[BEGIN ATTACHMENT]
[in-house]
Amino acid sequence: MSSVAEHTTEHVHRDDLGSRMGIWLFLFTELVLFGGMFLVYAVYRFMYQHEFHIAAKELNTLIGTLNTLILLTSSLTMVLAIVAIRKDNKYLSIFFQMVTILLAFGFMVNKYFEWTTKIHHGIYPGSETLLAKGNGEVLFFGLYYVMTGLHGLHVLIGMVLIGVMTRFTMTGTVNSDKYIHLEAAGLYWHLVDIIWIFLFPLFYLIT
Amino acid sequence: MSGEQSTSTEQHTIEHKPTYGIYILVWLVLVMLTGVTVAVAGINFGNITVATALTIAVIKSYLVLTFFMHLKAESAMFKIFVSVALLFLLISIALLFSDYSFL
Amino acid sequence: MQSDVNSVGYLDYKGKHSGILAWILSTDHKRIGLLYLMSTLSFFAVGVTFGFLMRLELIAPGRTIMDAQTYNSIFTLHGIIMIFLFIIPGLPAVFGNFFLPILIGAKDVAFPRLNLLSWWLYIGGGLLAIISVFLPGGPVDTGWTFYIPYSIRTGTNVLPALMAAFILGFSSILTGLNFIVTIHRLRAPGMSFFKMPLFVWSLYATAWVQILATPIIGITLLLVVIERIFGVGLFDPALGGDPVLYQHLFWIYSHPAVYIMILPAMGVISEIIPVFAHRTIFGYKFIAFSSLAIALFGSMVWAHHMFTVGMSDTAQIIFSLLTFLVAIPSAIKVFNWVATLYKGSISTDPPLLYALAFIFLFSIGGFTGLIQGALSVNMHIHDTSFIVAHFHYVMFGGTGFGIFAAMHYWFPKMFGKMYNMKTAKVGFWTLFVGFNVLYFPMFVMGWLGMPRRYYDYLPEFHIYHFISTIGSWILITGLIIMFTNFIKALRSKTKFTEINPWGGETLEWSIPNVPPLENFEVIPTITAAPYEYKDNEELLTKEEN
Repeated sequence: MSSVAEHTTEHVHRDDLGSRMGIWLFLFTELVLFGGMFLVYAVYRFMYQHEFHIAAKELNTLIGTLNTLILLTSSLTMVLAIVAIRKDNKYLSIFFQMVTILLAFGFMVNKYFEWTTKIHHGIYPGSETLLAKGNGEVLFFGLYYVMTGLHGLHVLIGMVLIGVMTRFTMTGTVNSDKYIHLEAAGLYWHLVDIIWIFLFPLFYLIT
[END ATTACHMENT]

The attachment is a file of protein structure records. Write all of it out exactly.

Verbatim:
[in-house]
Amino acid sequence: MSSVAEHTTEHVHRDDLGSRMGIWLFLFTELVLFGGMFLVYAVYRFMYQHEFHIAAKELNTLIGTLNTLILLTSSLTMVLAIVAIRKDNKYLSIFFQMVTILLAFGFMVNKYFEWTTKIHHGIYPGSETLLAKGNGEVLFFGLYYVMTGLHGLHVLIGMVLIGVMTRFTMTGTVNSDKYIHLEAAGLYWHLVDIIWIFLFPLFYLIT
Amino acid sequence: MSGEQSTSTEQHTIEHKPTYGIYILVWLVLVMLTGVTVAVAGINFGNITVATALTIAVIKSYLVLTFFMHLKAESAMFKIFVSVALLFLLISIALLFSDYSFL
Amino acid sequence: MQSDVNSVGYLDYKGKHSGILAWILSTDHKRIGLLYLMSTLSFFAVGVTFGFLMRLELIAPGRTIMDAQTYNSIFTLHGIIMIFLFIIPGLPAVFGNFFLPILIGAKDVAFPRLNLLSWWLYIGGGLLAIISVFLPGGPVDTGWTFYIPYSIRTGTNVLPALMAAFILGFSSILTGLNFIVTIHRLRAPGMSFFKMPLFVWSLYATAWVQILATPIIGITLLLVVIERIFGVGLFDPALGGDPVLYQHLFWIYSHPAVYIMILPAMGVISEIIPVFAHRTIFGYKFIAFSSLAIALFGSMVWAHHMFTVGMSDTAQIIFSLLTFLVAIPSAIKVFNWVATLYKGSISTDPPLLYALAFIFLFSIGGFTGLIQGALSVNMHIHDTSFIVAHFHYVMFGGTGFGIFAAMHYWFPKMFGKMYNMKTAKVGFWTLFVGFNVLYFPMFVMGWLGMPRRYYDYLPEFHIYHFISTIGSWILITGLIIMFTNFIKALRSKTKFTEINPWGGETLEWSIPNVPPLENFEVIPTITAAPYEYKDNEELLTKEEN
Repeated sequence: MSSVAEHTTEHVHRDDLGSRMGIWLFLFTELVLFGGMFLVYAVYRFMYQHEFHIAAKELNTLIGTLNTLILLTSSLTMVLAIVAIRKDNKYLSIFFQMVTILLAFGFMVNKYFEWTTKIHHGIYPGSETLLAKGNGEVLFFGLYYVMTGLHGLHVLIGMVLIGVMTRFTMTGTVNSDKYIHLEAAGLYWHLVDIIWIFLFPLFYLIT